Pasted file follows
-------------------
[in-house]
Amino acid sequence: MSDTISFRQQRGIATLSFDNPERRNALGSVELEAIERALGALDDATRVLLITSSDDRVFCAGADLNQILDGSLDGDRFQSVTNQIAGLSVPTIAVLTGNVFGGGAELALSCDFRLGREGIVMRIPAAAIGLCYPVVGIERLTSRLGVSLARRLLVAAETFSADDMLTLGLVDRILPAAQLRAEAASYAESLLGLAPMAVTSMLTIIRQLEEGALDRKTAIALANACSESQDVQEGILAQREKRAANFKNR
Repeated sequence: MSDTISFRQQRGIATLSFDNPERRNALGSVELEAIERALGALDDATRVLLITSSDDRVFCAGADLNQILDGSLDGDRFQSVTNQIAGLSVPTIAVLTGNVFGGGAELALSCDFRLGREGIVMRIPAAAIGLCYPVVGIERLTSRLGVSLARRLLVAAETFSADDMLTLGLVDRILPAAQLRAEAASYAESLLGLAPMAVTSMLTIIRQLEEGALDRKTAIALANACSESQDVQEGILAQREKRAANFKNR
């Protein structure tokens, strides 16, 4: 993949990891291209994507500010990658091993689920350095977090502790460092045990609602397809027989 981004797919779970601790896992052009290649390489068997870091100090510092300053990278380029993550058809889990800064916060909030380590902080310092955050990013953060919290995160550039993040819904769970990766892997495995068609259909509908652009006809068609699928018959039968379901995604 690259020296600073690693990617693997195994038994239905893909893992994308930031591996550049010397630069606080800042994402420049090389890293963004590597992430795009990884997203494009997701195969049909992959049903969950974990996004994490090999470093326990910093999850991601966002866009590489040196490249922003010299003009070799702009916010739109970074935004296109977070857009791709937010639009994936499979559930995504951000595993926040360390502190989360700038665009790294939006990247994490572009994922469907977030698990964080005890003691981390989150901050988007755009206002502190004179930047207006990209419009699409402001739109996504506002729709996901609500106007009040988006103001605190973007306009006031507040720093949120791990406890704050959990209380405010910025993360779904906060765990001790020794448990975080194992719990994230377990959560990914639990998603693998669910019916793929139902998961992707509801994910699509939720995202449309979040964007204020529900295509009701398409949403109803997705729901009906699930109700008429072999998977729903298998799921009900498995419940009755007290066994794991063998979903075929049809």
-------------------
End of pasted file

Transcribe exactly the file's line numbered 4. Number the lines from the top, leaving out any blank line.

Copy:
């Protein structure tokens, strides 16, 4: 993949990891291209994507500010990658091993689920350095977090502790460092045990609602397809027989 981004797919779970601790896992052009290649390489068997870091100090510092300053990278380029993550058809889990800064916060909030380590902080310092955050990013953060919290995160550039993040819904769970990766892997495995068609259909509908652009006809068609699928018959039968379901995604 690259020296600073690693990617693997195994038994239905893909893992994308930031591996550049010397630069606080800042994402420049090389890293963004590597992430795009990884997203494009997701195969049909992959049903969950974990996004994490090999470093326990910093999850991601966002866009590489040196490249922003010299003009070799702009916010739109970074935004296109977070857009791709937010639009994936499979559930995504951000595993926040360390502190989360700038665009790294939006990247994490572009994922469907977030698990964080005890003691981390989150901050988007755009206002502190004179930047207006990209419009699409402001739109996504506002729709996901609500106007009040988006103001605190973007306009006031507040720093949120791990406890704050959990209380405010910025993360779904906060765990001790020794448990975080194992719990994230377990959560990914639990998603693998669910019916793929139902998961992707509801994910699509939720995202449309979040964007204020529900295509009701398409949403109803997705729901009906699930109700008429072999998977729903298998799921009900498995419940009755007290066994794991063998979903075929049809």